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                • #9
                  Hyper,
                  I dont see how it's physically possible for your chest to become uninvolved at any point without the bar crashing down to your chest-as evidenced when a pec tears- (no matter what your freind could "see") but if you say so..................

                  I would love to hear DC's thoughts on this. By the way in the 20 something years I've been around this sport I don't think I have ever seen a pro (and I've seen tons) or anyone with good chest development for that matter stop their presses 6" off the chest. Quite the contrary usually most (but not all) of the big guys will stop 6" short of lockout. I even knew one guy who only did the bottom 6-8" and he won the heavyweight division of the Nationals back in the early 90's and his pecs were thick as shit. His name was Mark Diamond if anyone was around back then and is curious.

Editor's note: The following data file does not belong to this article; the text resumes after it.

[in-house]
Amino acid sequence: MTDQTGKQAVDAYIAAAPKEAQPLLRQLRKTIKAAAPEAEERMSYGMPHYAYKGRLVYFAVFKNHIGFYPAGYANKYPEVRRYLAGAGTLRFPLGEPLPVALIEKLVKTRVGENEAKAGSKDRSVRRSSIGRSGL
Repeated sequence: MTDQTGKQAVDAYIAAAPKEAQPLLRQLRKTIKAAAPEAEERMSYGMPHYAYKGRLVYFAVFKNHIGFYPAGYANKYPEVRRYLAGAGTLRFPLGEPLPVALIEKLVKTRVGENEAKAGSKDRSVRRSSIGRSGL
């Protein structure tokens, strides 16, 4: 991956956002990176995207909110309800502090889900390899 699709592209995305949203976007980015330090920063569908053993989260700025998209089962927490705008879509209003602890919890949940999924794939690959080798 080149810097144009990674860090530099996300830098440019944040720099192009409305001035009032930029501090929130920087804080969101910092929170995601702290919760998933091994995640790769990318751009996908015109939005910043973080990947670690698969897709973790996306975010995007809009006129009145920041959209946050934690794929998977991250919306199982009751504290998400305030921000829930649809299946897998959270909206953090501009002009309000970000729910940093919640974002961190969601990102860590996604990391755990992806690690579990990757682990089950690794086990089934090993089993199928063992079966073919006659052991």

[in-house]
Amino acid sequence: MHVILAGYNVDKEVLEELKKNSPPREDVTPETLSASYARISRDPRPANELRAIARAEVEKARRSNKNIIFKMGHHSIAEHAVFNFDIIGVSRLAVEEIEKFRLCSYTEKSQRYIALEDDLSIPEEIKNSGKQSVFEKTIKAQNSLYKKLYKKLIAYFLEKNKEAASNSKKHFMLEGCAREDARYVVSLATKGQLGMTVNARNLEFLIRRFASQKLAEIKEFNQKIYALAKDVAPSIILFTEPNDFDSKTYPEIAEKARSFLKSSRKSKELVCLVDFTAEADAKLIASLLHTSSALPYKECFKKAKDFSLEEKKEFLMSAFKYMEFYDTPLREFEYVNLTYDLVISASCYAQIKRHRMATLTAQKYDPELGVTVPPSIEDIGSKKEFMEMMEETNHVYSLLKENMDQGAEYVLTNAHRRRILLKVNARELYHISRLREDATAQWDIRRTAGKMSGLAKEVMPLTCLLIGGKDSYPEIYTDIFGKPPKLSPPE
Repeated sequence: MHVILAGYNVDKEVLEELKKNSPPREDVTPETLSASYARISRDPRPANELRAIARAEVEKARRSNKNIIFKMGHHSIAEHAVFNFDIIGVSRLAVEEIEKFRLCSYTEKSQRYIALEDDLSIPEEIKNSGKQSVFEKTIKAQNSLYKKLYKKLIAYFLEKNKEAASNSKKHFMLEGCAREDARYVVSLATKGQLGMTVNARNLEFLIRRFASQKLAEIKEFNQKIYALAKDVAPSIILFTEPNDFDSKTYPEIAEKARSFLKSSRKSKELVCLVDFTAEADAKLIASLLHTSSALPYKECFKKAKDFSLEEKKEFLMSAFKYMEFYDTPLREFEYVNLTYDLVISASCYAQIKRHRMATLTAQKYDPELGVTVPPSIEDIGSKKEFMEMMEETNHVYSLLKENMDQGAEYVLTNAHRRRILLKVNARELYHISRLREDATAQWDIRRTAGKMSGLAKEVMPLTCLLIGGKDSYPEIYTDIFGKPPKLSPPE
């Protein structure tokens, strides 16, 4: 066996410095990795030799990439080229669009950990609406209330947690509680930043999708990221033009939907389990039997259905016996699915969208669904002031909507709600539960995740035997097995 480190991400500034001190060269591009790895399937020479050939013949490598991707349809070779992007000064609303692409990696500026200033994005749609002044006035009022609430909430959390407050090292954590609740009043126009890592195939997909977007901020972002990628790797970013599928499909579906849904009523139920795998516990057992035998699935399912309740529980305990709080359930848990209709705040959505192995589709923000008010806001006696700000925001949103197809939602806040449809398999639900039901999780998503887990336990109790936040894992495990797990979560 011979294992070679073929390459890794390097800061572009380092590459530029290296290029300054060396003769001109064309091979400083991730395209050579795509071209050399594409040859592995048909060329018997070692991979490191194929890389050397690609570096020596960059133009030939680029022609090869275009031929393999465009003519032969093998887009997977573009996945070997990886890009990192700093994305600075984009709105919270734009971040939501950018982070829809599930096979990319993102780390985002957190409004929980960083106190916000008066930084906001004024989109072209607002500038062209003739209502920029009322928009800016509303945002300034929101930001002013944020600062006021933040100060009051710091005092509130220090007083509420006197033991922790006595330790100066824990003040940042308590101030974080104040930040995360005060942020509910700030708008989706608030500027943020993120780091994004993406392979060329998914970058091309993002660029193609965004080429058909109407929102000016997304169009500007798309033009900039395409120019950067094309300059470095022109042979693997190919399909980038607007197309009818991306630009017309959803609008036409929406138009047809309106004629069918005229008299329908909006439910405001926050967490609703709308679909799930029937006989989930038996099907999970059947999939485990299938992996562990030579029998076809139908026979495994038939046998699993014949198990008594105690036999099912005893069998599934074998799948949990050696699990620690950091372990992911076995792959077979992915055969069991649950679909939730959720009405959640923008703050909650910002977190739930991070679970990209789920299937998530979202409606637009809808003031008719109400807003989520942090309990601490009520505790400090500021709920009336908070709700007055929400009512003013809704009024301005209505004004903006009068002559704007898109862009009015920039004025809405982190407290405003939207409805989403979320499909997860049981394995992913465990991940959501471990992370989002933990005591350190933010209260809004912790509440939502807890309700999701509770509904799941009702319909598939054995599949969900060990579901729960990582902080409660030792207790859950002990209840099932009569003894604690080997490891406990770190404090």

Now don't get me wrong, I'm not saying you wouldn't grow from stopping there and maybe you would save your shoulder joints some wear and tear. However, I have seen a trainer (who is also a PT) where I work/workout have his clients (as well as himself) go to the point where his upper arms are paralell to the ground and niether he nor any of them have a teacup worth of muscle on their chests.

                  Anyway, try it. Maybe you'll be the one that shows us all it's possible and we'll all be saying we should have tried it years ago................